A Choice



(photo by Eric Levine)

Poets.org suggests Lucille Clifton’s “blessing the boats”   for Monday’s “Teach This Poem” offering, so the drafting I’ve done for today’s Slice will have to wait.  The nearer April approaches, the more excited I get.  Yes, it may have been called “the cruelest month” by T.S. Eliot, but I beg to differ.  It’s National Poetry Month, and I CELEBRATE!  This year will be the first in decades that I won’t be asking my students to pick a “poster poem,” designing it so that the art represents what they see/feel/otherwise experience—the reason they chose the poem manifest.

Two years ago, Charlie chose “blessing the boats;”  no other student had ever selected it before.  It’s absolutely perfect for them, too, for the school community rests in the cradle of the Atlantic and the Manasquan River.  I approve his choice, affirming that Clifton’s words are certainly “wall-worthy.”  Charlie is one of my favorites (yes, we have them) because in a sea of sometimes-crazy at the end of the day, he manages to be a leader without being a prig.  He is respected by peers and teachers alike, one of the still-waters-run-deep kids you think about even after they’ve left your class.

What he isn’t  is an artist, so when I unroll the poster he has quietly left in the hubbub that is homeroom,  I am dumbstruck.  It is truly a work of art, ready to be framed!  I begin displaying it to my homeroom kids; I want them to see what quality work looks like.  “Hey, Ms. Emerson, you know Charlie’s mom did that, right?  She’s an artist, a real one.”  The printing however, is all Charlie, those less-than-perfectly aligned letters, the inconsistent spacing, but he’s kept the line integrity, correct spelling, the lack of capitals and punctuation.  He has honored Clifton’s poem, and my requirements.  He has not done the art.

I relate this anecdote to my husband, and he asks if that’s fair, that Charlie had his mom do the art.  The answer is complicated.  I value the poem selection and reflection first and foremost.  I have told the students that if their works shows effort, it doesn’t have to be perfect— “pleasing to the eye” and “your best effort” the phrases I’ve used.

It’s the last block, Charlie’s; the kids will present their posters, their poems.  Some have memorized them.  The speaking part is tough for many of these adolescents even though we practice frequently.  Charlie is quiet by nature, and I have not gotten to speak to him, that I remember as I call his name, and he steps up front, displaying his poster.  “Hey, Charlie, did your mom do that?”

Charlie calmly waits a beat, then “confesses.”  “My mom did the art.  I did the poem.  I wanted it to be the best it could be.”  Here’s the thing.  He owns it, doesn’t he?  He’s done the real work, the poem obviously speaking to him, and he has asked his mom to help. His earnestness, imagining Charlie’s plea, that he cared enough when so many care so little, is enough.

That satisfies the kids, his honesty, and it satisfies me, too: “and may you in your innocence/sail through this to that.”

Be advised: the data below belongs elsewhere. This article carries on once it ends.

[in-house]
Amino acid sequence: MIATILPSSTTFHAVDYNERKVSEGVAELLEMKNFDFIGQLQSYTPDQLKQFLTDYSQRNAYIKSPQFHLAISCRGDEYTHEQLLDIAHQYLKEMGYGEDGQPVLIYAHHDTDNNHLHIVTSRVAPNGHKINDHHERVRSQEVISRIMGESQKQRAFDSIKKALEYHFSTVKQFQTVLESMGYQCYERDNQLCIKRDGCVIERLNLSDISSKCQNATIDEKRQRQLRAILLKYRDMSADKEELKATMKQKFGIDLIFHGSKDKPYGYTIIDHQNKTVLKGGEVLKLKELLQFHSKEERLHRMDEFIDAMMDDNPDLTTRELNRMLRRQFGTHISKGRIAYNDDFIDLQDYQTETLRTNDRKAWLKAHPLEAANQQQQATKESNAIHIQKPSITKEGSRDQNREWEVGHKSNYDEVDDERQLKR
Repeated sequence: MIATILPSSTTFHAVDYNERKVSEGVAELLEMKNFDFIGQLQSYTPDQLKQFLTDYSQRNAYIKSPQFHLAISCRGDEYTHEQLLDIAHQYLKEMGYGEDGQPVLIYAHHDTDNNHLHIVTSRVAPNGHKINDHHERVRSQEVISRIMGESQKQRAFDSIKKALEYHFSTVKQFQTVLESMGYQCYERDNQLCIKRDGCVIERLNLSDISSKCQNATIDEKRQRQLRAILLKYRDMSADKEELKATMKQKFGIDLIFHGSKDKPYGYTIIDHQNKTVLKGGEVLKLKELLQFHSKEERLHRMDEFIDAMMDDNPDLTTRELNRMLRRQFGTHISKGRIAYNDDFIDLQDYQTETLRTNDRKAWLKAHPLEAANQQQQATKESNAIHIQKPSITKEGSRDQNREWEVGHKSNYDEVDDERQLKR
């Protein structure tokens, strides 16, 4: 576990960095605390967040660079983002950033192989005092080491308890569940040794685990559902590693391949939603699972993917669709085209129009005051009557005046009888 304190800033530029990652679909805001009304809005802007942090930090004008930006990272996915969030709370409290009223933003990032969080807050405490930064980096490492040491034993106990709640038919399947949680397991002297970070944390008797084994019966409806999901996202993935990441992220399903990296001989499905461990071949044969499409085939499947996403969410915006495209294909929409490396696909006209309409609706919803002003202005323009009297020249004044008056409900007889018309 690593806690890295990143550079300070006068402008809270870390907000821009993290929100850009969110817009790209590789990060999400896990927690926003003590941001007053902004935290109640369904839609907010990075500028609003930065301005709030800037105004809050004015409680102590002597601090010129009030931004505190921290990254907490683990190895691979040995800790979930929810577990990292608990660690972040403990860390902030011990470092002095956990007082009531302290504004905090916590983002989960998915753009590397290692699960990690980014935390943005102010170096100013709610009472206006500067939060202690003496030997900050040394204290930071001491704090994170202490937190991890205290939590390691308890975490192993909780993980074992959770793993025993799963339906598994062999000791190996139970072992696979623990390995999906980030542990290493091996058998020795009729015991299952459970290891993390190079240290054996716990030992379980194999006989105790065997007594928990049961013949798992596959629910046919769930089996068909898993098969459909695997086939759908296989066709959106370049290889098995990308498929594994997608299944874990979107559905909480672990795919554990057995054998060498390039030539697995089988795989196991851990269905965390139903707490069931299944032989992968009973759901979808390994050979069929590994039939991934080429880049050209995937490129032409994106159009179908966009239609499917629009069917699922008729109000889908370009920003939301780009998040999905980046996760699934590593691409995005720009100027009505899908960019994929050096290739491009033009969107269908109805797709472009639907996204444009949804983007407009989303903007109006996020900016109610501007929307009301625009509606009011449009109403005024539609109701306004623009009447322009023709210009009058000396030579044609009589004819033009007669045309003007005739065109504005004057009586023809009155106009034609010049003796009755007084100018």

8 thoughts on “A Choice”

  1. I enjoyed everything about your post….the beautiful picture so appropriate to the topic, the amazing poem (I LOVE Lucille Clifton’s poetry!), and the compelling story about Charlie’s project. I will be adding your blog to my Feedly feed!

    1. I am flattered. First of all, I had visited your blog before and read and thoroughly enjoyed the posts about Sunday morning breakfast and your eldest turning 37. Today I read them all. We have much that connects us. You are a retired teacher, but “far from old;” I absolutely feel the same. You write about creating videos “for the world to see,” and I’m doing the same. You completed your tech training while teaching (you high school, me eighth grade and freshman composition at a community college). I am adding YOUR blog to my Reader. I should have done it before. I can’t wait for what’s next. Thank you.

      1. I just now found your reply when I accidentally clicked on the bell in the top right corner of the page! I am so pleased that we have connected through this month’s challenge. I have already added your blog to my Feedly feed as well.

  2. This is so good. For starters.. Your picture made me think of some photos I took last March in Ecuador in a small fishing village. I need to get them out and pair them with Lucille Clifton’s “Blessing the Boats.” Your story of Charlie and his project is so good… the story and the crafting of it. Making choices like the one you made is at the heart of true teaching — individualized, differentiated, student-focused, and all those other buzz words.

    1. Thanks, Alice. Your praise makes my day! Reply with your blog address. I’d like to read your “slice.”

  3. Your post really made me think. The world is so rarely black and white. I’m glad that Charlie owned what he did and did not do. It’s wonderful that this poem spoke to him in such a way as to want the best art to represent it.

    1. That’s what I thought, but certainly another person might have looked at it another way. I guess the trick is to be able to justify our decisions and be consistent, always something to work toward for me!

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